When you’re among the logistics-impaired, sometimes you fail to reserve a rental car in advance for your travel. No worries, right? There are always cars. And at Oklahoma City’s Will Rogers Airport, this again proved to be the rule.

There were cars. Beemers. Ford Mustangs. SUV’s. $100+ (more accurately +++) per day. Lot of agents behind those counters shaking their heads and saying “it’s just one of those nights.”

Cab (and throwing myself on the mercy of colleagues all week) was clearly the way to go.

Sometimes it’s better to be lucky than smart. I hop in the front cab in the queue. The driver asks, “Where ya headed?” When I tell him, he says, “Oh, you’re going to that tornado meeting! Been people coming in for that all day.”

Turns out the guy does a little tornado chasing. Well…more than a little. Anyway, here’s how the conversation went. Somehow years ago he’d gone to a talk on tornadoes and was bitten by the bug. Since then, he said, he’s seen “thousands.” [! His count]. He said he’d driven for a TV station, carrying their crew around. He was doing that during the Moore City tornado in 1999. Said that experience was so different that it changed his attitude permanently. Prior he’d known there was a little risk involved, but on that occasion he learned just how dangerous it could be. He told me that they were part of a team driving a truckborne radar around to estimate wind speeds, but on this occasion the winds were so high they couldn’t stabilize the last of their several trucks enough to collect the needed data. He kept repeating that the speeds were in excess of 300 miles per hour, and they just couldn’t quite get enough data to pin that down for sure.

He said he always has enough maps, GPS gear etc., and communications to have access to roads/highways out of danger, but that on that day the tornadoes were so numerous and the area at risk so extensive that there was never a clear route to safety. He knew he was just lucky to get out unscathed. His own home, between Moore and Norman, had been just a mile away from the path of one of these, and he’d finally been given permission to take one of the emergency vehicles, go home, and make sure his family was in the safe room he’d built in his house. They lost their roof, but that was all.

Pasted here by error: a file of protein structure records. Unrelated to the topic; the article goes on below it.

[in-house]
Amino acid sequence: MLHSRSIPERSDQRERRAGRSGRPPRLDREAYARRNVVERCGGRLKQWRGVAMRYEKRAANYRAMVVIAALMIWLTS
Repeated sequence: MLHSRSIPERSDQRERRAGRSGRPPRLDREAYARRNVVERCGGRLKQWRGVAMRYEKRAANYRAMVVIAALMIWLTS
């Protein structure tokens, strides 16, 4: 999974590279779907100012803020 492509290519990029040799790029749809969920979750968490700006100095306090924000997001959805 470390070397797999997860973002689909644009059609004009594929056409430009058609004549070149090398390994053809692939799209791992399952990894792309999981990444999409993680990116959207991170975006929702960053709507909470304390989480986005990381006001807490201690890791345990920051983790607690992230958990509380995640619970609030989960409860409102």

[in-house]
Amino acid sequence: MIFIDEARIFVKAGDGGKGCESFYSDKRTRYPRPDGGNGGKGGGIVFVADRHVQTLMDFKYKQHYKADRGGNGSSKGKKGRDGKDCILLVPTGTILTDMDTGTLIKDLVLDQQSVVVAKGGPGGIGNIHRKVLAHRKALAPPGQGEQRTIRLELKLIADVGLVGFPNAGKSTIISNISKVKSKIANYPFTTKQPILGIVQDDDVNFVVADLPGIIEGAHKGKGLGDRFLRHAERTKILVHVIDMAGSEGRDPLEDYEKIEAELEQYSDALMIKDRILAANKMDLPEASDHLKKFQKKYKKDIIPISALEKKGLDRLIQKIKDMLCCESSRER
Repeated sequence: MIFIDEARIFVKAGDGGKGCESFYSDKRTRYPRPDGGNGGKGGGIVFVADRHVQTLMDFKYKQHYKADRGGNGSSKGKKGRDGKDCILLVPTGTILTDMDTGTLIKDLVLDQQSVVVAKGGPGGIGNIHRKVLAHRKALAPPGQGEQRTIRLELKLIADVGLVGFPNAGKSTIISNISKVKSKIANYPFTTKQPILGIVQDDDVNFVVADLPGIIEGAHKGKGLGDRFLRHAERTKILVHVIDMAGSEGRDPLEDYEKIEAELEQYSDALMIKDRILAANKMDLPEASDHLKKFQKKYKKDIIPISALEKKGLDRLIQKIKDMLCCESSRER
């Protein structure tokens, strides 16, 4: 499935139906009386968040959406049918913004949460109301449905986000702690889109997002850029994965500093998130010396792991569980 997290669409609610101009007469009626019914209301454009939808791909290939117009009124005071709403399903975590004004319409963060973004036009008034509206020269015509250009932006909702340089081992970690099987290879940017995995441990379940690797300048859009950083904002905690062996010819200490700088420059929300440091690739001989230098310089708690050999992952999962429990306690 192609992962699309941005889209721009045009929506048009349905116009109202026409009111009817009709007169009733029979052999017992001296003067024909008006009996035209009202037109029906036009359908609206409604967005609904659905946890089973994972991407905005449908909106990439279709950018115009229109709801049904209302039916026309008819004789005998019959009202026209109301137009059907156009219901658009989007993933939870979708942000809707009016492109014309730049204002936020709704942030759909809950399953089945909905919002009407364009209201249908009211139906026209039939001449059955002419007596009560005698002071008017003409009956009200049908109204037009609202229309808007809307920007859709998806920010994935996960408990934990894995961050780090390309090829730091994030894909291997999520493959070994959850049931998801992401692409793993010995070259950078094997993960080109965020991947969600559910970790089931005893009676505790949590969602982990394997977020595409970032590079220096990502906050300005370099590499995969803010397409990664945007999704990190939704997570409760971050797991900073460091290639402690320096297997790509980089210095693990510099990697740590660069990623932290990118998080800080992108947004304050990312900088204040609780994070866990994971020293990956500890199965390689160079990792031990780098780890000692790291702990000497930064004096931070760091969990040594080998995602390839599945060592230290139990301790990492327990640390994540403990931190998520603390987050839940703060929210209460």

After that, he said, he took enough courses and learned enough emergency medicine, to qualify to drive an emergency truck for real. These days he goes and chases until the first reports of damage to structures and homes come in, and then peels off to see what he can do to help. Has chain saws and a range of medical gear.

These days, he said, it’s different. There’s so much information on television that the roads are clogged with gawkers who drive out to see the tornado for themselves. A lot of people who don’t know what they’re doing or the risks involved. They impede access. Then, he added, there are the eco tourists. I believe he said there were maybe 60 (!) firms who would take people out in SUV’s. He said they’d charge up to $2500/day, per person, for excursions that might last as long as five days. People would sign up for certain windows during the year. During those times they’d have to be within 12 hours of Norman/OKC, to hop on their ride. Then when/if conditions turned favorable, they’d get a call. A lot of foreign tourists, he said. A lot of Japanese.  All this is making it more dangerous, he said.

The driver talked non-stop the whole way to the hotel. What passion! He even got into the budget side, and the connection between storms and research money for the folks in Norman. Time flew by. I wanted more! Should have asked him to drive me to Dallas.

As I get out of the cab, he looked forlorn… “Wish I could be a fly on the wall for your meeting,” he says.

Fly on the wall? He should have given the keynote.

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